Considering the different default scenarios considered under Basel II, our study incorporates a dependent variable addressing these possibilities through an ability-to-pay process (APP), which measures LGs' capacity to meet their credit liabilities (Bluhm and Overbeck, 2003). This APP depends on the quality of LG assets and financial resources and is a latent random variable that is not directly observable, but which can be estimated using a nonlinear discrete-choice approach, namely the logit panel data model, which is an appropriate means of considering the factors that contribute to the likelihood of debt default (Bonfim, 2009; Jacobson, Linde and Roszbach, 2013). In addition, to study the phenomenon of government insolvency, we construct an artificial neural network (ANN), in the knowledge that previous researchers have used ANNs as a complement and an advance on parametric techniques. In most cases, this approach enhances the analytical process.

    In this respect, the standard known as Basel II (BCBS, 2006) is a highly significant advance in the international financial system as this model helps ensure the soundness and stability of credit institutions, making it possible to assess the financial risks associated with the institutions, such as governments, to which these entities make loans. In particular, the Basel II model seeks to ensure that banks implement new tools to strengthen the capital requirements arising from their credit risk operations, focusing both on the market and on operational aspects. Accordingly, the model proposes tools with which financial institutions can estimate the default risk on the loans made to their customers.

    According to Gordy (2003), a local government (LGi) is in default if its ability to pay at any given time AP[P.sub.it] is below a certain level of credit liability ([C.sub.it]). Under this approach, default by L[G.sub.i] in the period t is a random dichotomous variable [Y.sub.it] such that:

    [mathematical expression not reproducible] (i)

    where the probability of LG. default at time t is equal to

    P[D.sub.it]=P([Y.sub.it]=l) = P{AP[P.sub.it][less than or equal to][c.sub.it]) (2)

    Following the methods used in previous studies of credit risk in the business sector (Castro, 2013; Mileris, 2012), we analyze two types of credit risk factor, as variables expected to influence the probability of default: political factors and systemic factors. Political factors impacting on credit risk ([Z.sub.t]) are specific to each local government. In contrast, systemic credit risk factors ([X.sub.t]) include aspects of the macroeconomic cycle, fiscal policy, and the electoral cycle, with respect to the country.

    In this paper, the following initial premises are assumed: (1) local governments form a homogeneous segment within the public sector; (2) the systemic factors [X.sub.t] that influence credit risk affect all local governments at time t (t = 1,..., T); (3) the idiosyncratic political factors [Z.sub.it] (i = 1,..., Nt, t = 1,..., T) that influence credit risk individually affect each L[G.sub.i]; (4) the idiosyncratic LG factors (individual or LG-specific factors) are not entirely independent of systemic effects, an aspect that is particularly significant in economic recessions (Bonfim, 2009). Thus, the AP[P.sub.it] variable of the i-th LG at time t is a function of the political and systemic variables, as in expression (3):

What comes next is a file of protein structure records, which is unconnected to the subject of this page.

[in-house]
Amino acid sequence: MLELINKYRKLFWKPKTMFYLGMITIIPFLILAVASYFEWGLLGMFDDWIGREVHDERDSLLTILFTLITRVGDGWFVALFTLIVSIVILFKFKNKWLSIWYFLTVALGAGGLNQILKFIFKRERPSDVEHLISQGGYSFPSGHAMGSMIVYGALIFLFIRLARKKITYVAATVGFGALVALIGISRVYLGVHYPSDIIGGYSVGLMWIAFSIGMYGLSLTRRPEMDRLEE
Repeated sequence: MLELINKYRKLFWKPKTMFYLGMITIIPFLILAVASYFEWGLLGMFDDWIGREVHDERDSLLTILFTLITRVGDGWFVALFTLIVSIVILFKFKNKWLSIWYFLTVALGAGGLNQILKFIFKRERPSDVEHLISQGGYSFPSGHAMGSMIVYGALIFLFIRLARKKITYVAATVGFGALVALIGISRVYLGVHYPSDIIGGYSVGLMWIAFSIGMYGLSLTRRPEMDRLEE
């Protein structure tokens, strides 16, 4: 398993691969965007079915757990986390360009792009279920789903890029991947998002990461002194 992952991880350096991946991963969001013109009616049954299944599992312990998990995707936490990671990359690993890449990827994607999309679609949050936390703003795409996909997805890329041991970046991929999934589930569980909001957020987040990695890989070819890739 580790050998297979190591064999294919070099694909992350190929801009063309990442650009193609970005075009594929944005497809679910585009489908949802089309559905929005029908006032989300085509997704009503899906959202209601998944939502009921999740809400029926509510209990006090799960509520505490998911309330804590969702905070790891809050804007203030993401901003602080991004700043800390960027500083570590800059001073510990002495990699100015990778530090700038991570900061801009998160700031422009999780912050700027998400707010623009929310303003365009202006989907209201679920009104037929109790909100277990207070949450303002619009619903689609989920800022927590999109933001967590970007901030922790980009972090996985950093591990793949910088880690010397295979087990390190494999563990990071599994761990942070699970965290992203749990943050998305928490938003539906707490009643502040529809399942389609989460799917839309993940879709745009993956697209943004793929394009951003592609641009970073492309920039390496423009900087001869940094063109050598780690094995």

AP[P.sub.it]=[alpha]+[[beta].sub.j][X.sub.l]+[[delta].sub.k][Z.sub.it]+[u.sub.it] (3)

    where [[beta].sub.j] and [[delta].sub.k]are the parameter vectors estimated by a linear panel data model and [u.sub.it] is the random perturbation. Then, following Rosch (2003) and Bonfim (2009) a borrower [L.sub.g] is considered to be unpaid if its AP[P.sub.it] falls below the level [c.sub.it] (credit obligations). Although the variable AP[P.sub.it] is latent and not directly observable, the explanatory variables [X.sub.t] and Z. and the systemic and political factors, together with the independent binary variable [Y.sub.it], the indicator of default, are directly observable, from the sample data.

    In our study, credit risk was determined via the estimation of PD, using a logistic regression model and an ANN. This procedure was adopted for several reasons. First, discrete-choice models are held to be appropriate when the research aim is to analyze the determinants of the probability of an individual economic agent (Jacobson, Linde and Roszbach, 2013). Second, the two models we use meet all the statistical requirements specified in the Basel II rules (BCBS, 2006) and in Bank of Spain Circular 3/2008 for calculating PD. Third, the European Commission (2015), Aldasoro and Seiferling (2014), the World Bank Group (2015) and the US Department of the Treasury (2013) have all recognized the need to study the joint effect of idiosyncratic factors (or individual ones, for a single entity) and systemic factors (such as the macroeconomic cycle, fiscal policy, and the electoral cycle) in the measurement of government credit...

To continue reading

Request your trial